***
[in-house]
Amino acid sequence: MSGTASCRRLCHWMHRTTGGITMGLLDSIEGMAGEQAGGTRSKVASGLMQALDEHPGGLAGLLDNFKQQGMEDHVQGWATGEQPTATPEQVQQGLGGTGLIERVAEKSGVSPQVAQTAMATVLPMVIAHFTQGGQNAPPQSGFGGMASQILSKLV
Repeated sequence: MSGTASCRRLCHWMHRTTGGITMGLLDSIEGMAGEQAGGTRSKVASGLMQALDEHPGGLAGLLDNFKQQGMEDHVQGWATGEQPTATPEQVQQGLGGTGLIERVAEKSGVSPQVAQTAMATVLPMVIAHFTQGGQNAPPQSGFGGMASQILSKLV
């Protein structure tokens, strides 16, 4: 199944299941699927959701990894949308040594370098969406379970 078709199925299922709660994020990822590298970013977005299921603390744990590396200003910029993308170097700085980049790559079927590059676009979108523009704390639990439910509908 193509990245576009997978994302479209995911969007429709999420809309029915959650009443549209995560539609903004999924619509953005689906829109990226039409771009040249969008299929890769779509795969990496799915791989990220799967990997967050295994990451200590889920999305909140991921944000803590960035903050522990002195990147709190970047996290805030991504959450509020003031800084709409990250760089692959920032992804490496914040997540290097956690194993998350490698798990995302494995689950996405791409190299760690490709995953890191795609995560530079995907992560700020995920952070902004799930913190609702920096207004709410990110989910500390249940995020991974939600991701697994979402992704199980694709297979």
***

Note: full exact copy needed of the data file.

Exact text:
[in-house]
Amino acid sequence: MSGTASCRRLCHWMHRTTGGITMGLLDSIEGMAGEQAGGTRSKVASGLMQALDEHPGGLAGLLDNFKQQGMEDHVQGWATGEQPTATPEQVQQGLGGTGLIERVAEKSGVSPQVAQTAMATVLPMVIAHFTQGGQNAPPQSGFGGMASQILSKLV
Repeated sequence: MSGTASCRRLCHWMHRTTGGITMGLLDSIEGMAGEQAGGTRSKVASGLMQALDEHPGGLAGLLDNFKQQGMEDHVQGWATGEQPTATPEQVQQGLGGTGLIERVAEKSGVSPQVAQTAMATVLPMVIAHFTQGGQNAPPQSGFGGMASQILSKLV
């Protein structure tokens, strides 16, 4: 199944299941699927959701990894949308040594370098969406379970 078709199925299922709660994020990822590298970013977005299921603390744990590396200003910029993308170097700085980049790559079927590059676009979108523009704390639990439910509908 193509990245576009997978994302479209995911969007429709999420809309029915959650009443549209995560539609903004999924619509953005689906829109990226039409771009040249969008299929890769779509795969990496799915791989990220799967990997967050295994990451200590889920999305909140991921944000803590960035903050522990002195990147709190970047996290805030991504959450509020003031800084709409990250760089692959920032992804490496914040997540290097956690194993998350490698798990995302494995689950996405791409190299760690490709995953890191795609995560530079995907992560700020995920952070902004799930913190609702920096207004709410990110989910500390249940995020991974939600991701697994979402992704199980694709297979």